Elias Quinonez, Manager of Student Life and Diversity at the College of Agricultural Sciences, comes to CSU from Greeley, Colorado, where he was born and raised.
As the Manager of Student Life and Diversity, Quinonez embodies inclusivity. His door remains open to students, faculty, staff, and the CSU community at large.
“There's a great need here [at CSU]. And the need I see are two worlds with genuinely good people. Good people, yet sometimes they are not seeing the other’s story. There could be some work done in regards to diversity and inclusivity, specifically with diversity in regards to numbers in agriculture.
It didn't make sense to me, especially coming from a Latino community, where the only reason I'm in northern Colorado in the first place is that my parents came here for farm labor back in the 50s. That's the only reason we knew of Greeley, Colorado to be on the map. That's what I've experienced in my community, the farm labor, and the role that Latinos and other races have played in agriculture. From that aspect, I see a critical role for farmers to have this labor. It's necessary for us to have the food on our tables and in the grocery stores - but it wasn't making sense to me that I wasn’t seeing representation at a level to believe I could get a degree in agriculture to do something that my family has been in decades. Or, to even be passionate about horses or large animals, or agriculture or sustainable living, and yet to not see it here at the college.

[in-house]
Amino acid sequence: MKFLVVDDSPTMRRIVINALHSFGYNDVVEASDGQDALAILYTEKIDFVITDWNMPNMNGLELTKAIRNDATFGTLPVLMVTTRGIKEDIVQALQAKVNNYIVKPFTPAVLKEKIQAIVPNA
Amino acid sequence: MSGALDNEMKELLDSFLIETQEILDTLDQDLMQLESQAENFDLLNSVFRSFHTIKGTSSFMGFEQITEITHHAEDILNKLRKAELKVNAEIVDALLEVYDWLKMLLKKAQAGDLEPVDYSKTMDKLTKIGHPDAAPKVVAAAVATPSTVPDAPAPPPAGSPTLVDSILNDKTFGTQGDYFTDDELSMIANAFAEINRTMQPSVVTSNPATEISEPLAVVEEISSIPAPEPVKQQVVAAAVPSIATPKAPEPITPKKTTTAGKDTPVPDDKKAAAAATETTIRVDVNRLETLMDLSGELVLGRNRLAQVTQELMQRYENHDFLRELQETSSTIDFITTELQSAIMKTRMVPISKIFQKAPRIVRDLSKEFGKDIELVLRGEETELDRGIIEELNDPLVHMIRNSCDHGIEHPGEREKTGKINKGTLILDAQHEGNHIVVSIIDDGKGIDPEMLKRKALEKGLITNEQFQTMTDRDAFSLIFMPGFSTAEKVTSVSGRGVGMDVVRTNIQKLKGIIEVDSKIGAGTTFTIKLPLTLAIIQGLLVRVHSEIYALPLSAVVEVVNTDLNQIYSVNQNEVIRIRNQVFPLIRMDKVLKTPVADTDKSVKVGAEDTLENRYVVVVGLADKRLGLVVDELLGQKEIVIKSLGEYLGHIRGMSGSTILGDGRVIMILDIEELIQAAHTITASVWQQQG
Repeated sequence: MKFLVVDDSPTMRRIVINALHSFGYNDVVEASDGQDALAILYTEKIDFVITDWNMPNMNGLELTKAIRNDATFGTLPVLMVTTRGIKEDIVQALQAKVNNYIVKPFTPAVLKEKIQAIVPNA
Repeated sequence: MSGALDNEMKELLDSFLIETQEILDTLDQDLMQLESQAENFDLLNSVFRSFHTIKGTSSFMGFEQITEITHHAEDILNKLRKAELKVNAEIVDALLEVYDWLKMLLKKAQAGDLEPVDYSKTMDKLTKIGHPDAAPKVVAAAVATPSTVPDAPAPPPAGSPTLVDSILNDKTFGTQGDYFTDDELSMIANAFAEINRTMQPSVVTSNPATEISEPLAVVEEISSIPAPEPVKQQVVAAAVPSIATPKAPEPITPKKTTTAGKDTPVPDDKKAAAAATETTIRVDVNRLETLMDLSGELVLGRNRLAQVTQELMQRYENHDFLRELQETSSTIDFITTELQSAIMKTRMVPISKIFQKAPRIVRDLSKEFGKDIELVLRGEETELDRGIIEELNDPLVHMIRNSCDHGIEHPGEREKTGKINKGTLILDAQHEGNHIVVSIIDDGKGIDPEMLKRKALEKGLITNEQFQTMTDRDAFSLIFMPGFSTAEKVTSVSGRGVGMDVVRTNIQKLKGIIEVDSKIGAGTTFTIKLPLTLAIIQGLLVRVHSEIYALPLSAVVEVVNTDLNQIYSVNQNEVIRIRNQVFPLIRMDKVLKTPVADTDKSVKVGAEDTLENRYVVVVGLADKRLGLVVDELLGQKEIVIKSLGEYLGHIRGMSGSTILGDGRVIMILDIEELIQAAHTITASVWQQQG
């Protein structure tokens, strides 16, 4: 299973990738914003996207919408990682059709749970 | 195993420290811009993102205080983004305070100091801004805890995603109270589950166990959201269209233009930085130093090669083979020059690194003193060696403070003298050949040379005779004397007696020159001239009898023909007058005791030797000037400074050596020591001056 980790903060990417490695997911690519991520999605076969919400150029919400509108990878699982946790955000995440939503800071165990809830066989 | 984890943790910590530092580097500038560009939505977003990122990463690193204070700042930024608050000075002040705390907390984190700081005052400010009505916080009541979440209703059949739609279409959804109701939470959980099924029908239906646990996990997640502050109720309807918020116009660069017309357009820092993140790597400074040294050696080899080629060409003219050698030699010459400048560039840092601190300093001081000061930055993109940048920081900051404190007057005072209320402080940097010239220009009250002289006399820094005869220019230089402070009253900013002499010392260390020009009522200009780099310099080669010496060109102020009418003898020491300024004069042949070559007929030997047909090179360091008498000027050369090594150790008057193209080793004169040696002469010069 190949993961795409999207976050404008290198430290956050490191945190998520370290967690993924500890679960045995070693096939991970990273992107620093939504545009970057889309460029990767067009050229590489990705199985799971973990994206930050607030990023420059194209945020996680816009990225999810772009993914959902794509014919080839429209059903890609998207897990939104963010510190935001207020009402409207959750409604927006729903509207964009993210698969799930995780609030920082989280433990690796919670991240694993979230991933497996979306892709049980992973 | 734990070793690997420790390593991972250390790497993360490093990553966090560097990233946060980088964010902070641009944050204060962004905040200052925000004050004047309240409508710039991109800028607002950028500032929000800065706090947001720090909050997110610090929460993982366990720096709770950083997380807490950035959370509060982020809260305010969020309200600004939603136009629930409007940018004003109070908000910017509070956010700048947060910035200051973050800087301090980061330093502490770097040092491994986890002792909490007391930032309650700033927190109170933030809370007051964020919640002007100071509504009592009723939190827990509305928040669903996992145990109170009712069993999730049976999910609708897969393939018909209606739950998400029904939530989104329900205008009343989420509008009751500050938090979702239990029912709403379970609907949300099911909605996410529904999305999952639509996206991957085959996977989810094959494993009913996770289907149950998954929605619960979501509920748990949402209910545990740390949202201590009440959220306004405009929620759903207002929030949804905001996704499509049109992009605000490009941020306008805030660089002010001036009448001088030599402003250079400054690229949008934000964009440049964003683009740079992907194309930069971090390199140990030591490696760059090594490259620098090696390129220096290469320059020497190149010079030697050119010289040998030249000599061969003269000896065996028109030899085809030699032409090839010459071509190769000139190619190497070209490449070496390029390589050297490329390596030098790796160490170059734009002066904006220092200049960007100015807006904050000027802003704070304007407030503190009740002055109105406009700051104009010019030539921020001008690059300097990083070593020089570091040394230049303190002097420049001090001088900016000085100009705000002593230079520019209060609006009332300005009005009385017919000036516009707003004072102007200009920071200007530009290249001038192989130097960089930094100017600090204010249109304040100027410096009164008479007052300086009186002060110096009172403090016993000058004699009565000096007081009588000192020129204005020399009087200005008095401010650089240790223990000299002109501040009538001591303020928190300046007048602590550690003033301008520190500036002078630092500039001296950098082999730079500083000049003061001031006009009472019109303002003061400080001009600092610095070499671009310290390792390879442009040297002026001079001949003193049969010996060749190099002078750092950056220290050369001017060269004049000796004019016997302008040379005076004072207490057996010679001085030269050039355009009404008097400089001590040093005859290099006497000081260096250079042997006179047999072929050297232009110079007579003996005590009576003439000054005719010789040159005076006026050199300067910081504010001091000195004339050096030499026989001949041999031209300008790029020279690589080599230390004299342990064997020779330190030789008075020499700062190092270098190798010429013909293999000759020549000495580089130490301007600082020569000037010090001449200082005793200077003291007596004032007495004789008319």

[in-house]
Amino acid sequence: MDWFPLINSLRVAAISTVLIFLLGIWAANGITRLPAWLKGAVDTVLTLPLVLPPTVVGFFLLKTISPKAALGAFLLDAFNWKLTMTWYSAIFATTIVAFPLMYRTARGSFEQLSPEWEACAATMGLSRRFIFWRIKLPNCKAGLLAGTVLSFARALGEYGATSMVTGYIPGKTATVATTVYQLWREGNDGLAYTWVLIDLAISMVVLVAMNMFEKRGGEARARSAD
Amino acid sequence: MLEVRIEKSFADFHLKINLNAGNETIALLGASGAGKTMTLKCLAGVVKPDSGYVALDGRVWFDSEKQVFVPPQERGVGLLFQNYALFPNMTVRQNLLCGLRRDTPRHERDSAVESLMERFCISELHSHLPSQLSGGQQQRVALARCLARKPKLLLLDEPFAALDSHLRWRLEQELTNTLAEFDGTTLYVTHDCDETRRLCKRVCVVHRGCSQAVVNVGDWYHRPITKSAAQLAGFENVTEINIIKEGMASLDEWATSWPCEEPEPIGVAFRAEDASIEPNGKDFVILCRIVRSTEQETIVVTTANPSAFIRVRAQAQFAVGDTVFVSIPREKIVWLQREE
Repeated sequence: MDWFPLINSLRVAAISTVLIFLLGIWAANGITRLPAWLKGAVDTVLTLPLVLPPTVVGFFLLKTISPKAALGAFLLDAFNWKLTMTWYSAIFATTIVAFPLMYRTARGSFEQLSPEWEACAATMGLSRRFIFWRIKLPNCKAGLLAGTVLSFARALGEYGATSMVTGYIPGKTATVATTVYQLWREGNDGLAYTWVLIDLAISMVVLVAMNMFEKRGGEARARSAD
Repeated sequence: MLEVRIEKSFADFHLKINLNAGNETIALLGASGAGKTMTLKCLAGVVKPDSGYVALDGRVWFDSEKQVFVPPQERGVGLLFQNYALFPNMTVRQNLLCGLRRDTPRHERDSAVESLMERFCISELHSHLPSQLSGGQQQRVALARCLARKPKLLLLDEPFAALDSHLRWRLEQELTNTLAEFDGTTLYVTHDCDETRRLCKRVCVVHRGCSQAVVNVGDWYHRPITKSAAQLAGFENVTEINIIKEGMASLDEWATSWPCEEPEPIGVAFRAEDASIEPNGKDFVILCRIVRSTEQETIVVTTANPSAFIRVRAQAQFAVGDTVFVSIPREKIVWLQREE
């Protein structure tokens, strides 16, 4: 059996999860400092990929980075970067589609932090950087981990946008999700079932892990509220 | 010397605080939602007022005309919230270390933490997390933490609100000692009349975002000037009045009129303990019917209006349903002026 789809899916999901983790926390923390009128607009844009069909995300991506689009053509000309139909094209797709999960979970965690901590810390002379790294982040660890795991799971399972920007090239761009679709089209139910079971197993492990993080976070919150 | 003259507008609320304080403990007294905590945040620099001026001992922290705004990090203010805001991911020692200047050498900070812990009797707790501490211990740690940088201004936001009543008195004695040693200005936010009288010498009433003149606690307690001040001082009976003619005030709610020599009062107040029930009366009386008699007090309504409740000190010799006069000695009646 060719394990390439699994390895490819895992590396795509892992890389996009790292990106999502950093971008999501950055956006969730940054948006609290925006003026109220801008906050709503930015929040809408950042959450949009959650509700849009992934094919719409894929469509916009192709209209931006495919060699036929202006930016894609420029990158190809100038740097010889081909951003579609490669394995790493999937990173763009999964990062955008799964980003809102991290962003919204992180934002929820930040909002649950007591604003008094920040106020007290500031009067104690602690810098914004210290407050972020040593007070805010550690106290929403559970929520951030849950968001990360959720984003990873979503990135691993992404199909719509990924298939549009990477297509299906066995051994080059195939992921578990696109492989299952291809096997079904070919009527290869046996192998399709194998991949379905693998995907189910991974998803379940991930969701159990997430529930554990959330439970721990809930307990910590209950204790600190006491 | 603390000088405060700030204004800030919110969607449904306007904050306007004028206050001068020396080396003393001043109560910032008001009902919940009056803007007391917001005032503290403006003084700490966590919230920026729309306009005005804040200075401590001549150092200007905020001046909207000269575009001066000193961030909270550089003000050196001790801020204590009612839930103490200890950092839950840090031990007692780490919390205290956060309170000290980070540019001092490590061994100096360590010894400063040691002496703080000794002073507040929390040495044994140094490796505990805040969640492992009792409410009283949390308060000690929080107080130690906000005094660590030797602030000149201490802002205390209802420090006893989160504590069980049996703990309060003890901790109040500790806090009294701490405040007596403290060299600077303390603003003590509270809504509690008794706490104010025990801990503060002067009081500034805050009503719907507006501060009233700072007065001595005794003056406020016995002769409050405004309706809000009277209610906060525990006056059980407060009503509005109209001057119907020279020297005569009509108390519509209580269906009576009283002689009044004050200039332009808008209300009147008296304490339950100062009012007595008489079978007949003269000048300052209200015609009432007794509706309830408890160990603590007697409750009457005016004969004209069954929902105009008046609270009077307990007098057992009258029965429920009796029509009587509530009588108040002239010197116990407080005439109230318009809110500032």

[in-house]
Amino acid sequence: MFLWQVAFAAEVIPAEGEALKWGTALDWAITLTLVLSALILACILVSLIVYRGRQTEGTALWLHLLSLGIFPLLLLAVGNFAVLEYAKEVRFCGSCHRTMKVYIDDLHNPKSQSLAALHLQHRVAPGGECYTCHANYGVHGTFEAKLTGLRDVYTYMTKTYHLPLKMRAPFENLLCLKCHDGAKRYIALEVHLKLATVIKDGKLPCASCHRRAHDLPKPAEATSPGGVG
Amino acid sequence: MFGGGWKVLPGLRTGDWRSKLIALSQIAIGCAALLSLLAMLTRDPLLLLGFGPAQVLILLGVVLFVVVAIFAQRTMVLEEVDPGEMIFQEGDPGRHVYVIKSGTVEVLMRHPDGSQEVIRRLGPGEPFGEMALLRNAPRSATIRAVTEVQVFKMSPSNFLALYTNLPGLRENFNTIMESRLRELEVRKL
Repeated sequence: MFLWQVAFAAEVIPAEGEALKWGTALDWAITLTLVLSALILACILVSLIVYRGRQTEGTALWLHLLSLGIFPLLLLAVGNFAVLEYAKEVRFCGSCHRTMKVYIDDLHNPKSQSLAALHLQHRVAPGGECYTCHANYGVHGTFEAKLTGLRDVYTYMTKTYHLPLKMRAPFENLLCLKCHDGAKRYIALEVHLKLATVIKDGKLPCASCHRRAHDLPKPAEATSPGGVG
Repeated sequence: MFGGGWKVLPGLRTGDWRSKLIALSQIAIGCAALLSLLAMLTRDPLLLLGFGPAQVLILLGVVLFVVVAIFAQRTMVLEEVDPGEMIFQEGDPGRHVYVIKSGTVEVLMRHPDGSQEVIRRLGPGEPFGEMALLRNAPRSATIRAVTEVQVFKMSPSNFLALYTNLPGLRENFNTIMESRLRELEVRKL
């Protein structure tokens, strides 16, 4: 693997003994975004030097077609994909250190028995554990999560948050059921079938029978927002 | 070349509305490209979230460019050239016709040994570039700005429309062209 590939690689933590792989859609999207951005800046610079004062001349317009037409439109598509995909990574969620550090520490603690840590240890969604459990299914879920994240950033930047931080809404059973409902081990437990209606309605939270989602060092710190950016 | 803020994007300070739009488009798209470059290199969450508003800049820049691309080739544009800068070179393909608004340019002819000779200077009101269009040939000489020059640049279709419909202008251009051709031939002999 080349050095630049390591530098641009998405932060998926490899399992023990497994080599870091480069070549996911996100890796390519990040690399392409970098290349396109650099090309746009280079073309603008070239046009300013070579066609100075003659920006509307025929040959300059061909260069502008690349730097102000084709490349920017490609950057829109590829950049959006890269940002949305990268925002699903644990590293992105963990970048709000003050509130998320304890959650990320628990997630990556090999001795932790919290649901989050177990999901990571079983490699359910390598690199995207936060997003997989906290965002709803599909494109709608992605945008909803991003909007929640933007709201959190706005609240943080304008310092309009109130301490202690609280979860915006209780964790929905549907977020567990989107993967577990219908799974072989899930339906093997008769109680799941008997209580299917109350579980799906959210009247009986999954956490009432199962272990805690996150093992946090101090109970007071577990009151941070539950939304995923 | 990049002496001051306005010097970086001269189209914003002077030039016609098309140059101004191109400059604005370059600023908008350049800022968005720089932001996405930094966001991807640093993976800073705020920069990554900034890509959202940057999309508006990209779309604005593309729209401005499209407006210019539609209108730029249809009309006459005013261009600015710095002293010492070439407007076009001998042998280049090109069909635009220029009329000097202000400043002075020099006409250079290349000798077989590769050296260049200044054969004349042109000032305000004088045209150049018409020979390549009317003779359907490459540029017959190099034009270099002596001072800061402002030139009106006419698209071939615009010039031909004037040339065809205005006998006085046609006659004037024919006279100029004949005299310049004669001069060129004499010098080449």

There was a huge message being lost there. There's a huge demographic of people whose stories are not being told. Asian-American, African-American, Latino people – they’re all part of Colorado’s history. Let's show it on our walls, let's show it in our monuments.
We're not talking about a lot of people in our community, and we’ve not given them an opportunity to share their stories, either. If our theme as a college is ‘Come to The Table,’ we will have room for everyone around the table, but not only to just have a chair. It's to allow them to share their stories, and vice versa. The reason there is so much energy being spent around diversity and inclusion is that's where the greatest need is. It's no shocker to say that CSU is a predominantly white institution. It’s also not shocking to say that the College of Ag is predominantly white. There's a large population of people that deserve to follow their dreams and their passions, that deserve the quality of education that we're offering, and deserve to share their story and their legacy - and to hold that story proudly and not to have it watered down or erased. Agriculture has historically been the foundation of so many ethnic backgrounds and cultures, so let’s bring them to the table.”